I’m constantly astonished at how many people describe themselves as a “strategist” and think that by doing so, avoid all the work they don’t want to do. Whether it’s planning and budgeting, client project execution or measuring the outcomes, some people seem to think that by calling yourself something different, you can avoid learning about critical elements of a communications function.
I know I’m going to piss a lot of people off here, but in my opinion you can’t be an effective strategist until you’ve got some experience to rest behind it.
Mashable recently published a post that nicely explains my frustration. It’s entitled “What Does It Take To Be a Social Strategist?” The key points:
1. About a third of companies look for at least six years of experience when looking for a social strategist.
2. Ninety-two percent of social strategists are manager-level or higher.
3. Key success factors include:
- Rallying stakeholders across the organization
- Leading multi-faceted, cross-departmental efforts
- Having a long-term, customer-centric vision
- Being multi-disciplinary and wearing “many hats”
Sounds intense, right? So why do I encounter so many inexperienced people giving themselves that title?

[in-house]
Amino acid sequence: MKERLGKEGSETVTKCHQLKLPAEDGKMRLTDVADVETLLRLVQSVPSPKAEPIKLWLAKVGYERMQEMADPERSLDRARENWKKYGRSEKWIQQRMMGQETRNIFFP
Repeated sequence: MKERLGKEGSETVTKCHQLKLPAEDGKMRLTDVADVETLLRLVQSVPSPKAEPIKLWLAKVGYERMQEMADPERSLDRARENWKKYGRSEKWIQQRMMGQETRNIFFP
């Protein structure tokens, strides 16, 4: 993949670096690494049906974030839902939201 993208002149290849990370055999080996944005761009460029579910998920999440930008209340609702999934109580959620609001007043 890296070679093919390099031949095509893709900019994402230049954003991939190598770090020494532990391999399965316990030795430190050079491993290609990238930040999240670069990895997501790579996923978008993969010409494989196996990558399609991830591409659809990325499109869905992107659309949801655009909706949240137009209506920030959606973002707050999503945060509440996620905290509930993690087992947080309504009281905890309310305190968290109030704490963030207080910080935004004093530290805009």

When I started working in communications, after doing a few internships during school, I spent four years analyzing quality assessments of communications plans in the public sector.
Sounds mind-bogglingly boring, right? On the contrary, I think that experience set me up fabulously to succeed later. I looked at poor plans and learned to spot what wouldn’t work. I looked at good plans and learned how they effectively fit together. I did the same for tactical materials.
Later I moved jobs, began executing things myself and learned from my mistakes. I organized a media event that I thought was near-perfect but that had zero media show up. I had drafts returned to me by editors marked with so much red ink, you could barely read the original draft.
On the flip side, I also wrote a release that got verbatim pick up on the front page of tier-one media (I still have a copy of that paper!), and led programs that delivered great results for clients. In short: I learned.
You can’t just flip a switch and consider yourself a strategist without gaining experience in these areas. You need to get in the trenches, get your head down and learn.
What’s more, there’s a lot more to strategy than just idea creation. Until you’ve gained enough experience to know (the majority of the time, at least) what is and isn’t likely to work, be quiet and learn.
If you think you just flip a switch and become a master strategist overnight without gaining the experience needed, you’re not a strategist. You’re just a punk.